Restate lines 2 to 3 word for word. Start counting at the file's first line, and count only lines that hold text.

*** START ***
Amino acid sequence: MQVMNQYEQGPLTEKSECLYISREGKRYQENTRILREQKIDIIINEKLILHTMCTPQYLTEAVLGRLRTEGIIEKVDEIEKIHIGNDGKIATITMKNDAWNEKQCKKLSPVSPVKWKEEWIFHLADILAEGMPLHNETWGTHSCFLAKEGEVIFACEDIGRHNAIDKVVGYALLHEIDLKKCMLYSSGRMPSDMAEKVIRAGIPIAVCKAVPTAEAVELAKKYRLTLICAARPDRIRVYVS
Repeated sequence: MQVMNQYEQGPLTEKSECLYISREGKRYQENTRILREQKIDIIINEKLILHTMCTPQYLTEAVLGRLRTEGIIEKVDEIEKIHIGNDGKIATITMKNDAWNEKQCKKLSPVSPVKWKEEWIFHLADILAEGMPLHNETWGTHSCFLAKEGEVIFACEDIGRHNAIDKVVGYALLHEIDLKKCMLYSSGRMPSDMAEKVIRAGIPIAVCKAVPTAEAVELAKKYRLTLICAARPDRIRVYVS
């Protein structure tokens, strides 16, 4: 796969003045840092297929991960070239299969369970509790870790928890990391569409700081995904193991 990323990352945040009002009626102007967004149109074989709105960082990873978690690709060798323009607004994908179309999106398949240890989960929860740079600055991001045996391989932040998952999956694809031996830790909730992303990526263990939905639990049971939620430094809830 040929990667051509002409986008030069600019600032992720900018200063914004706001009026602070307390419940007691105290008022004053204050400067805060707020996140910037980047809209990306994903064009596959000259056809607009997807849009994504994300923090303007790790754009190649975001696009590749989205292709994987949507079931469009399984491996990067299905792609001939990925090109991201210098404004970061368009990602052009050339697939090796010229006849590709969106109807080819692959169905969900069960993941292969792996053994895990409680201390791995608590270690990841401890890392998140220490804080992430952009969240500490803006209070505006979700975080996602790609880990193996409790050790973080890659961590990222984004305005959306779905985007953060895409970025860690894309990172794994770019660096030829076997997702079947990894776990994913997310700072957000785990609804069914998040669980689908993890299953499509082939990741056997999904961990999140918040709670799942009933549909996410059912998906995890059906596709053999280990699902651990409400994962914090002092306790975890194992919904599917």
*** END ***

Repeated sequence: MQVMNQYEQGPLTEKSECLYISREGKRYQENTRILREQKIDIIINEKLILHTMCTPQYLTEAVLGRLRTEGIIEKVDEIEKIHIGNDGKIATITMKNDAWNEKQCKKLSPVSPVKWKEEWIFHLADILAEGMPLHNETWGTHSCFLAKEGEVIFACEDIGRHNAIDKVVGYALLHEIDLKKCMLYSSGRMPSDMAEKVIRAGIPIAVCKAVPTAEAVELAKKYRLTLICAARPDRIRVYVS
């Protein structure tokens, strides 16, 4: 796969003045840092297929991960070239299969369970509790870790928890990391569409700081995904193991 990323990352945040009002009626102007967004149109074989709105960082990873978690690709060798323009607004994908179309999106398949240890989960929860740079600055991001045996391989932040998952999956694809031996830790909730992303990526263990939905639990049971939620430094809830 040929990667051509002409986008030069600019600032992720900018200063914004706001009026602070307390419940007691105290008022004053204050400067805060707020996140910037980047809209990306994903064009596959000259056809607009997807849009994504994300923090303007790790754009190649975001696009590749989205292709994987949507079931469009399984491996990067299905792609001939990925090109991201210098404004970061368009990602052009050339697939090796010229006849590709969106109807080819692959169905969900069960993941292969792996053994895990409680201390791995608590270690990841401890890392998140220490804080992430952009969240500490803006209070505006979700975080996602790609880990193996409790050790973080890659961590990222984004305005959306779905985007953060895409970025860690894309990172794994770019660096030829076997997702079947990894776990994913997310700072957000785990609804069914998040669980689908993890299953499509082939990741056997999904961990999140918040709670799942009933549909996410059912998906995890059906596709053999280990699902651990409400994962914090002092306790975890194992919904599917």